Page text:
As inflation and interest rates increase, rental prices surge in Brookline

Rents continue to rise at the fastest pace in decades, making housing costlier than ever for many Brookline residents.

For the first time, Brookline rental prices averaged more than $3 per square foot in Brookline, reflecting an 11% increase, year-to-date, per MLS-PIN data.

Amid interest rate increases and high purchase prices, more and more consumers are exiting the sales market and are looking to lease, however, it’s causing the rental prices to surge to new heights.

According to Freddie Mac, the 30-year fixed mortgage rate jumped to 5.78% this week, an increase from 4.98% in April. The average rate was 2.96% at the same time last year.

Many experts believe that this trend isn’t going anywhere as the Fed remains intent on continuing to raise rates to combat stubbornly high inflation. Here are the top 10 metro areas with the highest rising rents compared to a year ago, according to a Redfin survey:

  1. Austin, Texas: 48%
  2. Nashville, Tennessee: 32%
  3. Seattle, Washington: 32%
  4. Cincinnati, Ohio: 32%
  5. Miami, Florida: 29%
  6. Fort Lauderdale, Florida: 29%
  7. West Palm Beach, Florida: 29%
  8. New York, New York: 24%
  9. Nassau County, New York: 24%
  10. New Brunswick, New Jersey: 24%

Is this a one-year spike, or will we see this up-trend in the next few years as the economy stabilizes?

During the 2008 recession, Brookline saw a total of 23% jump in average rent prices from 2009 to 2013, an increase from $2,522 per month to $2,729 per month, or $2.09 per square foot to $2.57 per square foot. The average price-per-square-foot, year-to-date in Brookline, is $3.29 representing an average rental price of $3,525 per month.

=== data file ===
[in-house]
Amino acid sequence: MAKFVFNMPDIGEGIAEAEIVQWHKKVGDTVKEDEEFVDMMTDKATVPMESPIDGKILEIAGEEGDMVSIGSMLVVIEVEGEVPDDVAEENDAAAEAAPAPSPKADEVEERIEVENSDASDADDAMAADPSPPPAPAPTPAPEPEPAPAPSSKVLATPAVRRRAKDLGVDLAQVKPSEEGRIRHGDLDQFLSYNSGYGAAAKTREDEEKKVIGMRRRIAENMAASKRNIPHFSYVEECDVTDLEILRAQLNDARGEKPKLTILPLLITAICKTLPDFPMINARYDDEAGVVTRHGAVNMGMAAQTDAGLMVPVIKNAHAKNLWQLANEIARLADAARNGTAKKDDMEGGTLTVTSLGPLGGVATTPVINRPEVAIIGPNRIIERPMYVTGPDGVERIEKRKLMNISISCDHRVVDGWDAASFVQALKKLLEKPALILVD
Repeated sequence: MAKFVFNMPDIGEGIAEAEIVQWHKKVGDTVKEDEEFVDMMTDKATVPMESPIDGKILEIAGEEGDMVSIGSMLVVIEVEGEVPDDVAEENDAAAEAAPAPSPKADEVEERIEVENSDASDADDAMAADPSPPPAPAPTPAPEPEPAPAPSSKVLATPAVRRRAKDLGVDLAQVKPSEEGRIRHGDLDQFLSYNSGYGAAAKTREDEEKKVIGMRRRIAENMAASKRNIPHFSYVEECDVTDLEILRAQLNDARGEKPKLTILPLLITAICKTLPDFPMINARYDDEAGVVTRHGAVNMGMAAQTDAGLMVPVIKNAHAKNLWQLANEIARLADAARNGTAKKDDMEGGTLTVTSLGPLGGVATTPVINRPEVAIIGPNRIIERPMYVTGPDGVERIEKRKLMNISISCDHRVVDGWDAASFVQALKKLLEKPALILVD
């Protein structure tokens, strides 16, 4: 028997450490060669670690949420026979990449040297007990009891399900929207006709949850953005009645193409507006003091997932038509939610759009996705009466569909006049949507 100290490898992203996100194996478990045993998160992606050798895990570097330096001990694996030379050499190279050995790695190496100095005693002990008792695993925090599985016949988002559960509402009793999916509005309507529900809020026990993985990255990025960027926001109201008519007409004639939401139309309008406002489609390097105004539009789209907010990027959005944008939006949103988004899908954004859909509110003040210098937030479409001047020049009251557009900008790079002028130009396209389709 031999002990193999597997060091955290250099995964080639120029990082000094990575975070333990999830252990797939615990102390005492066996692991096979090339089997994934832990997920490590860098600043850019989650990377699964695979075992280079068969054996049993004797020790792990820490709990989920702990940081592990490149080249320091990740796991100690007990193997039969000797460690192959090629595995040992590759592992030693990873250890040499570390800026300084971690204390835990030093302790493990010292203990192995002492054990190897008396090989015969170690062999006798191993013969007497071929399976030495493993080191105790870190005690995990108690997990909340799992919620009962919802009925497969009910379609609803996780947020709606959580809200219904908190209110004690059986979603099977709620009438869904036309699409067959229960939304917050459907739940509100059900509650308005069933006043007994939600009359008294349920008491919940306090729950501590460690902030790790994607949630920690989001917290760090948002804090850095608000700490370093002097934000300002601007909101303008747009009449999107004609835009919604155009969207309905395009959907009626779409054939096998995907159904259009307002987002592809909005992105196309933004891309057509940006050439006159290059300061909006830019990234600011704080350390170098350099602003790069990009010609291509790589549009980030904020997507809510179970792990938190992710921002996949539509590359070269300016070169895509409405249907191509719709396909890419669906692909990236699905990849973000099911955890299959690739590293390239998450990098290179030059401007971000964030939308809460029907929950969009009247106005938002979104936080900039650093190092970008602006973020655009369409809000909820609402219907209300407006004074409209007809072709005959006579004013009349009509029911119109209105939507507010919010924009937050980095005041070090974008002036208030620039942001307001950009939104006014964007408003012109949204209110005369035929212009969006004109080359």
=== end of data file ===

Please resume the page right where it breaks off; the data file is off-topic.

Brookline Rent Graph

In the 2008 recession, the inflation rate ranged from -0.36% to 3.16%, nowhere close to this year’s 8.6% inflation rate posted in May 2022.

During the pandemic, the cost of building materials and construction dramatically increased, and supply chain delays caused higher carrying costs; all contributing to a higher cost-to-build and higher costs to maintain rental properties, a cost that is being transferred to both buyers and tenants.

Potential buyers sitting on the fence, waiting for Brookline real estate prices to cool are facing a lose-lose scenario: not only are rent prices soaring, but the potential monthly payment for a mortgage also has increased for 6 months in a row, with mortgage rates rising from 3.07% in November 2021 to 5.78% in June 2022, with no reversal in sight. (According to Freddie MAC)

Interest rate graph

We are also seeing the pandemic trend of Boston apartment dwellers looking for larger spaces in the surrounding suburbs continue as remote and hybrid work has become more permanent.

Without an influx in new apartment buildings or new landlords in Brookline, and with an expected continued jump in interest rates, we will continue to see an increase in rents. It is important that Brookline encourage a thoughtful increase in the supply of new apartment offerings through advanced town planning.

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